In Berlin, Ice Hockey Discovers the Price of Profits


It was a cold, overcast evening in Berlin, one of many in any given December in Der Hauptstadt.  But unlike many other Thursday nights, dozens gathered near the Mercedes-Benz Arena for a discussion.  Thursdays are typically free for fans of Eisbären Berlin, the local hockey team playing in Germany’s version of the NHL. Games are typically set up in match days, similar to soccer, with most of the teams playing on Tuesdays, Fridays, and Sundays.

What brought the fans in to the arena was a special meeting called by Eisbären fan groups, who combine to make up the Fankurve section of the arena, filling up the entire end of the arena with flags, coordinated chants, and, above all: noise. 

The meeting itself was about the status of the beloved Fanbogen, the closest English word being “clubhouse” — an area where people got together to meet before hockey games and grab a beer.  Or it might be where “meet the player” events would take place.  All of this for only 12 Euro a season, one could get access to the heart of Eisbären fandom.  The plan is for the ownership group to demolish the structure for commercial development, but like most things in Berlin, there’s a history to be told.


Eisbären Fankurve in action before a regular season game

Eisbären Berlin has taken many forms over the years. The team started as SC Dynamo Berlin, a division of the East German police behind the Iron Curtain that had yet to divide the city. Founded in 1954, the team predated the Berlin Wall by seven years. As the Soviet grip on East Germany tightened, the importance of sport as a tool of propaganda seen elsewhere in the Soviet foothold became more apparent, and SC Dynamo became one of the best teams (and most heavily subsidized) in the East German hockey league. By 1971, the government funded only two teams to compete in the DDR-Oberliga, East Germany’s version of the NHL. For twenty years, SC Dynamo Berlin faced off against SC Dynamo Weißwasser, a team headquartered on the Oder river bordering Poland in the town of Weisswasser. The “seasons” were as short as six games (1974-75, 1979-1981) before finally settling as a series of series, if you will. The teams three best-of-five series, with the first team to win two of the series was declared the champion. Throughout the entire history of the DDR-Oberliga, Dynamo Berlin had claimed 15 titles. Twelve of which were after the league contracted from its peak of eight teams down to two (Weißwasser accounted for every other title in the league prior to its contraction as well, meaning the DDR-Oberliga in its 38 year history only had two distinct champions. Remember that next time you’re complaining about parity in your favorite sports league.).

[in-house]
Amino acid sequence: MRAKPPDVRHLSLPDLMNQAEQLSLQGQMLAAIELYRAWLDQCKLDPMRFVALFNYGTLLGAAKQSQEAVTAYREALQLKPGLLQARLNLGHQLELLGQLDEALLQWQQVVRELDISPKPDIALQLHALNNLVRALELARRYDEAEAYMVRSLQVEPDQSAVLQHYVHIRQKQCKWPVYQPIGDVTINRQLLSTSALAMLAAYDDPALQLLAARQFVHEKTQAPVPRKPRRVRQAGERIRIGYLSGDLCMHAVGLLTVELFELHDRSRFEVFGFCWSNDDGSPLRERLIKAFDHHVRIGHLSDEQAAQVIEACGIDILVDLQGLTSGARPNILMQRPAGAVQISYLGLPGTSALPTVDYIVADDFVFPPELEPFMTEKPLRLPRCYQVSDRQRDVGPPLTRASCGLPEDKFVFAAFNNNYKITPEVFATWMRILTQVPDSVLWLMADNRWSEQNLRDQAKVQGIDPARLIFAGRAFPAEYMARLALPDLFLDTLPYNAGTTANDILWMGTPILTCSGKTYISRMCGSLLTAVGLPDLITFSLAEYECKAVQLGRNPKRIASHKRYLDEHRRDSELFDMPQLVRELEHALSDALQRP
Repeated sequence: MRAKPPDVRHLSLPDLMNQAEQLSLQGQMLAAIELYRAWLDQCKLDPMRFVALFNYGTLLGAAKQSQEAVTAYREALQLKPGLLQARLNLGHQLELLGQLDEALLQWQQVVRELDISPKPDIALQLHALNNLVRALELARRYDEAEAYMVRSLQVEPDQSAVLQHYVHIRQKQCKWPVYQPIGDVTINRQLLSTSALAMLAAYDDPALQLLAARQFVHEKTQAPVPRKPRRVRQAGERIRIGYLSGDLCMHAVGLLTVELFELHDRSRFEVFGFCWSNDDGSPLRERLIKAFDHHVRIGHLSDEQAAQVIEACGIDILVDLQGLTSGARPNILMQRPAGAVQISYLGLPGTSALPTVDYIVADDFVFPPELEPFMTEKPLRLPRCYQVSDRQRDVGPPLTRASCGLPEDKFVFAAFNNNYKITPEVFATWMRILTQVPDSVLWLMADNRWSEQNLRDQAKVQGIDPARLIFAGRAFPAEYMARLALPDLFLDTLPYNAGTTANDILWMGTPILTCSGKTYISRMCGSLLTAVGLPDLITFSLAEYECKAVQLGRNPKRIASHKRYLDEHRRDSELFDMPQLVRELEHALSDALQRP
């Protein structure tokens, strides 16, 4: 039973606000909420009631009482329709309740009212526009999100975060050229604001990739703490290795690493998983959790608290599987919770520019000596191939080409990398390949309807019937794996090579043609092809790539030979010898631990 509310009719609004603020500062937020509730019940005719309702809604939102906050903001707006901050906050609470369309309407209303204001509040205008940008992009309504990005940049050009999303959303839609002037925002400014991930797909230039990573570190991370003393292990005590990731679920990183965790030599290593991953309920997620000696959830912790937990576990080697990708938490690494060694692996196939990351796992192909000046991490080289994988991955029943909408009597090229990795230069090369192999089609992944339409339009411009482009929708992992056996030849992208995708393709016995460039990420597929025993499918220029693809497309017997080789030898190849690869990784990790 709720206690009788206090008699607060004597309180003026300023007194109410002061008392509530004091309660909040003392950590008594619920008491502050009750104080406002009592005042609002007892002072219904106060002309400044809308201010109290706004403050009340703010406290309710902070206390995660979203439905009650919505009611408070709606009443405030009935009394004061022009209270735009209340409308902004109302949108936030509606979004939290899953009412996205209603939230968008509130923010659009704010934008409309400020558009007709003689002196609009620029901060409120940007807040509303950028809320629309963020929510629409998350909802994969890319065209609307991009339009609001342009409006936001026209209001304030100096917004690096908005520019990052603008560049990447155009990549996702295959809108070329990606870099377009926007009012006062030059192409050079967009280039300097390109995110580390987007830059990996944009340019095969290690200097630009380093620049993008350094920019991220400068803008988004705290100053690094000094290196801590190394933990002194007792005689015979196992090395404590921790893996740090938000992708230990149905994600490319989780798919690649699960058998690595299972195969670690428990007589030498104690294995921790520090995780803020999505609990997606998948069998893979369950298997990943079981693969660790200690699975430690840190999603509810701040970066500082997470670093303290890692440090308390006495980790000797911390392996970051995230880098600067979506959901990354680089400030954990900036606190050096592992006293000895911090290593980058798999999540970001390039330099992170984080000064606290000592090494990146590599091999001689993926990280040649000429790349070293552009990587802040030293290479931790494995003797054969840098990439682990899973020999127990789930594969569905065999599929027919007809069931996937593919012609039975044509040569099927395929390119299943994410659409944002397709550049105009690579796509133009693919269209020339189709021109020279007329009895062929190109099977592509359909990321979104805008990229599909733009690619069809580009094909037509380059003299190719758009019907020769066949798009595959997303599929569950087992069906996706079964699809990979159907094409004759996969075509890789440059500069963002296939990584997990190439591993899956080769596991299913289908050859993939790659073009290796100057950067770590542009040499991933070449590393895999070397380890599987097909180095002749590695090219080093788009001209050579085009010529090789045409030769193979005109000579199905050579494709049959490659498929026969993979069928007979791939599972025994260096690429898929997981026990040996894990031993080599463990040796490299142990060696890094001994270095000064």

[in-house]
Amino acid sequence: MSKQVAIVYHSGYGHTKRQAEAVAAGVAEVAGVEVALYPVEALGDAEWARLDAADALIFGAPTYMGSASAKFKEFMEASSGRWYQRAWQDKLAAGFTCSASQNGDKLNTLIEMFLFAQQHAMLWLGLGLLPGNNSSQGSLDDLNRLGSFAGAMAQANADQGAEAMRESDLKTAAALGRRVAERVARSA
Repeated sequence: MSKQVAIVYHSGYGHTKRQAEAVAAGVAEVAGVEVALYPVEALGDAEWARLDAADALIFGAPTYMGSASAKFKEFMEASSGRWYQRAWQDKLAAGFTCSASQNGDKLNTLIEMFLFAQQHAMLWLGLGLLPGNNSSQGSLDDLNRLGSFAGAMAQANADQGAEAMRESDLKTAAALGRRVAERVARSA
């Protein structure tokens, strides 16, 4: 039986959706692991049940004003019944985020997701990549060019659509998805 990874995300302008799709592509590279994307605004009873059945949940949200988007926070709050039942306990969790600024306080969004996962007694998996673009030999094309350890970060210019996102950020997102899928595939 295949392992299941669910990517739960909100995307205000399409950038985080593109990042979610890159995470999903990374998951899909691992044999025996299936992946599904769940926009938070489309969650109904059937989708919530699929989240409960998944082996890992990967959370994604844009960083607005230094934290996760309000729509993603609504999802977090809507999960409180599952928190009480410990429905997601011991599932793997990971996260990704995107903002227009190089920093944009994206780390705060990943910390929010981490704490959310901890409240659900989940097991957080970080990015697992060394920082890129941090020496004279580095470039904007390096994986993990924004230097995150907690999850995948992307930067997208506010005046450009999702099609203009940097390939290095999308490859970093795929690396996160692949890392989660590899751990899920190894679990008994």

As the wall began to crumble on November 9 of 1989, it became clear that the DDR-Oberliga’s days were numbered. After the 1989-90 season, Dynamo Berlin (renamed EHC Dynamo Berlin) and Weißwasser were admitted to West Germany’s 1. Bundesliga, where Berlin struggled, riding the relegation shuttle between the top and second levels of the reunified German hockey pyramid. Dynamo avoided relegation in the final season of the Bundesliga, and became a founding member of the brand-new Deutsche Eishockey League (DEL) which was founded before the 1994 season.

Dynamo rebranded in 1994 as EHC Eisbären Berlin in an attempt to distance themselves from their history and appeal across a reunified Berlin. This was a challenging effort, as West Berlin’s former squad BSC Preussen had been having quite a run of success in the Bundesliga, and also happened to be one of the founding members of the DEL. In the first DEL season, Eisbären Berlin ended up being the only team remaining in the league that didn’t make one of the 16 playoff spots within the 18-turned-17 team league after the team in Munich folded 27 games into the season. BSC Preussen had the best regular season record that year, before succumbing to the eventual champions, Cologne, in the semi-finals.

1995 wouldn’t be much better for Eisbären Berlin, finishing once again at the bottom of the table, 17th place overall and once again one spot out of the playoffs. The only team below them was scheduled to play them in a play-out series, with the loser being relegated. That was former DDR-Oberliga opponent Weißwasser, who had to withdraw due to their own financial problems, once again keeping Berlin in the DEL for another season. The crosstown rivals, now named the Prussia Devils, came in second in the regular season before again losing in the semi-finals to the eventual champions, Dusseldorf.